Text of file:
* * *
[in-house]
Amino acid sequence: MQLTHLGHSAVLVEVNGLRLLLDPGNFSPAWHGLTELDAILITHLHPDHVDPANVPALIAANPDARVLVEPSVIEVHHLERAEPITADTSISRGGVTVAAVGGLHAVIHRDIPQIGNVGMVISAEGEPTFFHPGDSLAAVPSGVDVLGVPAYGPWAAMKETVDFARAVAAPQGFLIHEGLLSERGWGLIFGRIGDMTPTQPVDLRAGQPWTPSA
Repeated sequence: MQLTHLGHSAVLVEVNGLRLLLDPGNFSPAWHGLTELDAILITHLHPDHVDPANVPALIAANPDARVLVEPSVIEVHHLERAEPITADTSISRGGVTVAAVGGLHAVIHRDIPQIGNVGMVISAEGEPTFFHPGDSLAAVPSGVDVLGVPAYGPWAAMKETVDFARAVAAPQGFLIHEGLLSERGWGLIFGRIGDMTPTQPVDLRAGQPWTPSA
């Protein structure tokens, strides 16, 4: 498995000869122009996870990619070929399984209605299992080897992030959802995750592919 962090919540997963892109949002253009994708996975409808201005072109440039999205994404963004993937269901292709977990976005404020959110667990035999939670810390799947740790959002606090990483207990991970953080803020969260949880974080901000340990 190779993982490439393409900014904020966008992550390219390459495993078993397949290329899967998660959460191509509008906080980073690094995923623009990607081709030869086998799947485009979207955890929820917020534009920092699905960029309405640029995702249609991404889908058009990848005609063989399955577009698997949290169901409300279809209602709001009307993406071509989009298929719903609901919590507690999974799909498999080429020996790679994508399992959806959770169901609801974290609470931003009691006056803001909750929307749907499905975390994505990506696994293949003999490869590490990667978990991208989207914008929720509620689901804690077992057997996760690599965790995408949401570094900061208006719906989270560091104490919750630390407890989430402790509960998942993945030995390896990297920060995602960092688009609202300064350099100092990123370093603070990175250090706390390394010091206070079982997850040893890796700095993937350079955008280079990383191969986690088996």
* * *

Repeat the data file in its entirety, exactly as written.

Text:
[in-house]
Amino acid sequence: MQLTHLGHSAVLVEVNGLRLLLDPGNFSPAWHGLTELDAILITHLHPDHVDPANVPALIAANPDARVLVEPSVIEVHHLERAEPITADTSISRGGVTVAAVGGLHAVIHRDIPQIGNVGMVISAEGEPTFFHPGDSLAAVPSGVDVLGVPAYGPWAAMKETVDFARAVAAPQGFLIHEGLLSERGWGLIFGRIGDMTPTQPVDLRAGQPWTPSA
Repeated sequence: MQLTHLGHSAVLVEVNGLRLLLDPGNFSPAWHGLTELDAILITHLHPDHVDPANVPALIAANPDARVLVEPSVIEVHHLERAEPITADTSISRGGVTVAAVGGLHAVIHRDIPQIGNVGMVISAEGEPTFFHPGDSLAAVPSGVDVLGVPAYGPWAAMKETVDFARAVAAPQGFLIHEGLLSERGWGLIFGRIGDMTPTQPVDLRAGQPWTPSA
């Protein structure tokens, strides 16, 4: 498995000869122009996870990619070929399984209605299992080897992030959802995750592919 962090919540997963892109949002253009994708996975409808201005072109440039999205994404963004993937269901292709977990976005404020959110667990035999939670810390799947740790959002606090990483207990991970953080803020969260949880974080901000340990 190779993982490439393409900014904020966008992550390219390459495993078993397949290329899967998660959460191509509008906080980073690094995923623009990607081709030869086998799947485009979207955890929820917020534009920092699905960029309405640029995702249609991404889908058009990848005609063989399955577009698997949290169901409300279809209602709001009307993406071509989009298929719903609901919590507690999974799909498999080429020996790679994508399992959806959770169901609801974290609470931003009691006056803001909750929307749907499905975390994505990506696994293949003999490869590490990667978990991208989207914008929720509620689901804690077992057997996760690599965790995408949401570094900061208006719906989270560091104490919750630390407890989430402790509960998942993945030995390896990297920060995602960092688009609202300064350099100092990123370093603070990175250090706390390394010091206070079982997850040893890796700095993937350079955008280079990383191969986690088996």